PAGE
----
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PORTLAND, Ore. (KOIN) — State Rep. Mike Nearman “more likely than not” helped anti-lockdown protesters breach the closed Capitol during a Dec. 21 special session of the Oregon Legislature, according to an independent investigation presented to the House Committee on Conduct.
The committee, which consists of two Democrats and two Republicans, will consider a pair of complaints filed against Nearman, 57, a four-term Republican from a Mid-Willamette Valley district. A hearing is scheduled Tuesday, June 9.
The report by Melissa Healy, a partner with the Portland law firm Stoel Rives, draws no conclusion about whether Nearman violated a House rule against creating a hostile work environment. The rule requires the committee to decide that issue when a lawmaker is involved.
One complaint was filed by Dave Hartsfield, Capitol facility services manager, on behalf of staff. He said Nearman’s actions put Capitol staff and police in danger.
Hartsfield said this in his complaint:
“As the facilities manager, I feel responsible for safety and security of everyone in this building and take that responsibility seriously, and I don’t think I could live with myself if I were not capable of standing up against these actions which created nothing less than a hostile work environment.”
The other complaint was filed by seven representatives, all Democrats: Speaker Tina Kotek of Portland, Majority Leader Barbara Smith Warner of Portland, and Reps. Teresa Alonso Leon of Woodburn, David Gomberg of Otis, Khanh Pham of Portland, Rachel Prusak of West Linn and Andrea Salinas of Lake Oswego. Alonso Leon, Pham and Salinas are among the Legislature’s 12 members of color.
Healy’s report is posted on the House Committee on Conduct webpage.
‘More likely than not’
The executive summary concludes:
“As detailed below, the evidence supports a conclusion that Rep. Nearman more likely than not intentionally assisted demonstrators in breaching security and entering the Capitol, and that his conduct more likely than not set into motion a chain of events that impeded the ability of Mr. Hartsfield and others to function in the workplace, and denied them the benefits of the workplace.”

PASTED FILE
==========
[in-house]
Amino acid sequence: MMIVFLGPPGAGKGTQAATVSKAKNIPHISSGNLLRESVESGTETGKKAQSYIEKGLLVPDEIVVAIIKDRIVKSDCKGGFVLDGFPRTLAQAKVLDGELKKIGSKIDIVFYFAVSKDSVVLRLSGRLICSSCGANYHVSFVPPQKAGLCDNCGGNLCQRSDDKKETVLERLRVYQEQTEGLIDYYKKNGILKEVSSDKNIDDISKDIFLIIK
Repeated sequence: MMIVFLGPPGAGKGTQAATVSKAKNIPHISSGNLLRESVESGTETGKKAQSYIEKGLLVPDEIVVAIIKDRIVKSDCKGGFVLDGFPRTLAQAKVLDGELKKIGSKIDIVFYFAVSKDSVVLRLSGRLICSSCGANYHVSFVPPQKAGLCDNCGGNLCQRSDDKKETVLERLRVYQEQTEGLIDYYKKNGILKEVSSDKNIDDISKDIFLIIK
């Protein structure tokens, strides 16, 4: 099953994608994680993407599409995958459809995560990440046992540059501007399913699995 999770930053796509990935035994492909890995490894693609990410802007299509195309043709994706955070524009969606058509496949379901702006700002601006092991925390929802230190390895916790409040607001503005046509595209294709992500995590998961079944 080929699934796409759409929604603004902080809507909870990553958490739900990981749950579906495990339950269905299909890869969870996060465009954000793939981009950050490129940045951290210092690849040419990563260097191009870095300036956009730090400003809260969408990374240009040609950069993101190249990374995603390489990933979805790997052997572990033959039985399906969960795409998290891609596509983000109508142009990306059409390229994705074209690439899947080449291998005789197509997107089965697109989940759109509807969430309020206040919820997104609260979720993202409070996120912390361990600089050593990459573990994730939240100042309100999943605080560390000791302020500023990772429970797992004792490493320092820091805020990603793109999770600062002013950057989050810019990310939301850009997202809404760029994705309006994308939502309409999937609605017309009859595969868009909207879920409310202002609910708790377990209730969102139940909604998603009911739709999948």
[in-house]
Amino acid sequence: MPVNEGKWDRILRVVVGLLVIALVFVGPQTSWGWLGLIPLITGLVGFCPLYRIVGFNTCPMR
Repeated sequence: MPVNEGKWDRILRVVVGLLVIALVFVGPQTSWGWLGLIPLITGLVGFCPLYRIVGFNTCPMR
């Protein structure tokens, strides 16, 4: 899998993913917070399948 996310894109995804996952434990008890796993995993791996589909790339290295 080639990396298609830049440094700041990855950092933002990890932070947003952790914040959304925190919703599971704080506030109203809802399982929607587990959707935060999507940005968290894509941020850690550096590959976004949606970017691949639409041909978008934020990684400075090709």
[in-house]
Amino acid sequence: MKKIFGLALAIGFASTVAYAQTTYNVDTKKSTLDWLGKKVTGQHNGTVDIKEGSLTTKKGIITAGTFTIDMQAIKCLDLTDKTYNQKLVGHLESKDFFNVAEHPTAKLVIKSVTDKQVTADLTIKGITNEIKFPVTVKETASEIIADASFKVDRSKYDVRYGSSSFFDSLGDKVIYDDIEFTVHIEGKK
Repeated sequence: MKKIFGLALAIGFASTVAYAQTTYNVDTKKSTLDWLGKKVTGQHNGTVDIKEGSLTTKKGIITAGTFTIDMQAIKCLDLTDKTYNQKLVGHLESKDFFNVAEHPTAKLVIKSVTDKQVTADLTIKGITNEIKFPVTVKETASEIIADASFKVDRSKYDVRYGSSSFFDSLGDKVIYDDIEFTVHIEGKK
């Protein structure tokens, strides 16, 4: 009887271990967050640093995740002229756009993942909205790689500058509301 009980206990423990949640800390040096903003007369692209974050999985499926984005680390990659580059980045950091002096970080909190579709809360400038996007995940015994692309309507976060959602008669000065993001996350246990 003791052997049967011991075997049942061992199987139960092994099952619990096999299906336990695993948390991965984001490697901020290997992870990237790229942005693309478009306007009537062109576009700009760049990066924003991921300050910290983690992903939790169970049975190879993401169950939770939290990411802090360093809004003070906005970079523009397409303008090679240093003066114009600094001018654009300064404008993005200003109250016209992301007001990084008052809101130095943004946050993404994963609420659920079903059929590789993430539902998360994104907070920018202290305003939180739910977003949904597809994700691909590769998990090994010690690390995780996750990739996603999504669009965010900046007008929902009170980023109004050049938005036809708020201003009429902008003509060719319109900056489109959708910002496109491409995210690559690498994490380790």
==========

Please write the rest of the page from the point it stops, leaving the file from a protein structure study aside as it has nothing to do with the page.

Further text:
The Capitol has been closed to the public since the onset of the coronavirus pandemic on March 18, 2020. Legislators met three times in special session during 2020 — the Dec. 21 session lasted one day — and they have met in their chambers when the House and Senate act on legislation.
Committee meetings, however, are virtual. The 2021 session is scheduled to end by June 27; it is unlikely that the Capitol will reopen to the public before then, given that Marion County is still below the 65% threshold for people age 16 and up to be vaccinated against COVID-19. (Marion County was at 56.9% on Wednesday, June 2.)
Nearman has made no statement about his actions, other than a press release in response to a Jan. 11 disclosure by Kotek that Oregon State Police confirmed Nearman as the person shown on video surveillance footage opening a door and allowing protesters to enter a vestibule on the northwest side of the Capitol. Nearman then re-entered the Capitol, using a key card he no longer has, through the west State Street doors.
Kotek did not display any of the footage when she spoke to reporters Jan. 11, although Nearman said (falsely) that she had.